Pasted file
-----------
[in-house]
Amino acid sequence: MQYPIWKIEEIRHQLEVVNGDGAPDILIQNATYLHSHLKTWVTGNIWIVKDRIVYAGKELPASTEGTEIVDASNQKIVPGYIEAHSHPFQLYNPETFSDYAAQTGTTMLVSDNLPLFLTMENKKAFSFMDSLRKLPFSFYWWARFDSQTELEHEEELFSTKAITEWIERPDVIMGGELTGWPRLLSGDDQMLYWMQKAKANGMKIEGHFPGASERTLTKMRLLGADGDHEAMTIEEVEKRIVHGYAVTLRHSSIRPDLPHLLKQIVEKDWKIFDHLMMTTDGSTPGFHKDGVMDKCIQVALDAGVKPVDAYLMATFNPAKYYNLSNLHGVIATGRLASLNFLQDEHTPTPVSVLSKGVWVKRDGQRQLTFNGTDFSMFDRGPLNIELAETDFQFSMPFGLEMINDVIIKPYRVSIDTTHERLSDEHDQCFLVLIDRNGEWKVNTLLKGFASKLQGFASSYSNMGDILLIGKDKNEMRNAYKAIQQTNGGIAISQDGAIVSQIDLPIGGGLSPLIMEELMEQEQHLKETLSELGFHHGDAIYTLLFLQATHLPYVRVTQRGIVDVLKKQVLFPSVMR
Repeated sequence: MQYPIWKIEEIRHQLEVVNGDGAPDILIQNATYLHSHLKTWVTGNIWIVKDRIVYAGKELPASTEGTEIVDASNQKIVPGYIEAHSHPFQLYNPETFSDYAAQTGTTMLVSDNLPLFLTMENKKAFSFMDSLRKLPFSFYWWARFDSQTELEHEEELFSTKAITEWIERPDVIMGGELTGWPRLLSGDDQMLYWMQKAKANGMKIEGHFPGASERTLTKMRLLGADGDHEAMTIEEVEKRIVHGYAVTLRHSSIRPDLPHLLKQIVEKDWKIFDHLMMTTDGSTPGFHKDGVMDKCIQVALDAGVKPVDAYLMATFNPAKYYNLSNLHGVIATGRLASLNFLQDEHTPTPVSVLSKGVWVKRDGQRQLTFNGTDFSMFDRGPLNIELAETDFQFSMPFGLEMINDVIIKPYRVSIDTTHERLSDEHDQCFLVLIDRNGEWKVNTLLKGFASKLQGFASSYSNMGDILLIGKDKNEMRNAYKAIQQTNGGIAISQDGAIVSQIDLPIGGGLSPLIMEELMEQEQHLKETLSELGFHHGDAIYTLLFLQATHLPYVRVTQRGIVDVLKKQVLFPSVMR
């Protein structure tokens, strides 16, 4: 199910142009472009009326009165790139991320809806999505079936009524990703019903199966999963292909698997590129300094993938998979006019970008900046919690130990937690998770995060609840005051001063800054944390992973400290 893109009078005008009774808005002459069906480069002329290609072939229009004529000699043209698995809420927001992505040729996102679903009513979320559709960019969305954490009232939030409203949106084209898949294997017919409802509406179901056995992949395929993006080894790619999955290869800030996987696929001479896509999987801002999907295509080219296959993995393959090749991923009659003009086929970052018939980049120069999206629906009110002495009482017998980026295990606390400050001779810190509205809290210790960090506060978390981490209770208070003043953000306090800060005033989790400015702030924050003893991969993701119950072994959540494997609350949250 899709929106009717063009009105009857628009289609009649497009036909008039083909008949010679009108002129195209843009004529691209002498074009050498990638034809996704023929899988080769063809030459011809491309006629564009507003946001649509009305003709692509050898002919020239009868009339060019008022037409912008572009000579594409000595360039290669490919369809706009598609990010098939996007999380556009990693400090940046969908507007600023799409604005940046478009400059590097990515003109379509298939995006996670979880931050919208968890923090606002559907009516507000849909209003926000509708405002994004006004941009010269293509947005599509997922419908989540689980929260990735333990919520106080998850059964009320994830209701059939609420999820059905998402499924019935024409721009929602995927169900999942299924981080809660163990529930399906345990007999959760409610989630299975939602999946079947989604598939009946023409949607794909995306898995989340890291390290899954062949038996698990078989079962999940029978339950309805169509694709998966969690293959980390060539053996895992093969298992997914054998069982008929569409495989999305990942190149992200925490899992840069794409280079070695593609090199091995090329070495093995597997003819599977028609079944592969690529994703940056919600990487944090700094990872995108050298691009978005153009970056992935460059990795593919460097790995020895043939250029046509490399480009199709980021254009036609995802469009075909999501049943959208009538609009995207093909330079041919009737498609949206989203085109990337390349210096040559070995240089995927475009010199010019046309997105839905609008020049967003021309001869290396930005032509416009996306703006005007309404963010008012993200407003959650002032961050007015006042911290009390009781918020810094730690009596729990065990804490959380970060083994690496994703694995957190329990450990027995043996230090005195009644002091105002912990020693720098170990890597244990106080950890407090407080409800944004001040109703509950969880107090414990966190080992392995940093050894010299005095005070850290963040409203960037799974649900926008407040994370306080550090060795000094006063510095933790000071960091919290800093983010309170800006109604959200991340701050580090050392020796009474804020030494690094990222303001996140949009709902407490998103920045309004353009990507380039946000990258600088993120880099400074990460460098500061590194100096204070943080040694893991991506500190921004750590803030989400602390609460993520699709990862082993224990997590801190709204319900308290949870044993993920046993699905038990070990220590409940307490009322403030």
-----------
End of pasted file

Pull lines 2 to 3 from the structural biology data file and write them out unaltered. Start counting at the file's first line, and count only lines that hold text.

Amino acid sequence: MQYPIWKIEEIRHQLEVVNGDGAPDILIQNATYLHSHLKTWVTGNIWIVKDRIVYAGKELPASTEGTEIVDASNQKIVPGYIEAHSHPFQLYNPETFSDYAAQTGTTMLVSDNLPLFLTMENKKAFSFMDSLRKLPFSFYWWARFDSQTELEHEEELFSTKAITEWIERPDVIMGGELTGWPRLLSGDDQMLYWMQKAKANGMKIEGHFPGASERTLTKMRLLGADGDHEAMTIEEVEKRIVHGYAVTLRHSSIRPDLPHLLKQIVEKDWKIFDHLMMTTDGSTPGFHKDGVMDKCIQVALDAGVKPVDAYLMATFNPAKYYNLSNLHGVIATGRLASLNFLQDEHTPTPVSVLSKGVWVKRDGQRQLTFNGTDFSMFDRGPLNIELAETDFQFSMPFGLEMINDVIIKPYRVSIDTTHERLSDEHDQCFLVLIDRNGEWKVNTLLKGFASKLQGFASSYSNMGDILLIGKDKNEMRNAYKAIQQTNGGIAISQDGAIVSQIDLPIGGGLSPLIMEELMEQEQHLKETLSELGFHHGDAIYTLLFLQATHLPYVRVTQRGIVDVLKKQVLFPSVMR
Repeated sequence: MQYPIWKIEEIRHQLEVVNGDGAPDILIQNATYLHSHLKTWVTGNIWIVKDRIVYAGKELPASTEGTEIVDASNQKIVPGYIEAHSHPFQLYNPETFSDYAAQTGTTMLVSDNLPLFLTMENKKAFSFMDSLRKLPFSFYWWARFDSQTELEHEEELFSTKAITEWIERPDVIMGGELTGWPRLLSGDDQMLYWMQKAKANGMKIEGHFPGASERTLTKMRLLGADGDHEAMTIEEVEKRIVHGYAVTLRHSSIRPDLPHLLKQIVEKDWKIFDHLMMTTDGSTPGFHKDGVMDKCIQVALDAGVKPVDAYLMATFNPAKYYNLSNLHGVIATGRLASLNFLQDEHTPTPVSVLSKGVWVKRDGQRQLTFNGTDFSMFDRGPLNIELAETDFQFSMPFGLEMINDVIIKPYRVSIDTTHERLSDEHDQCFLVLIDRNGEWKVNTLLKGFASKLQGFASSYSNMGDILLIGKDKNEMRNAYKAIQQTNGGIAISQDGAIVSQIDLPIGGGLSPLIMEELMEQEQHLKETLSELGFHHGDAIYTLLFLQATHLPYVRVTQRGIVDVLKKQVLFPSVMR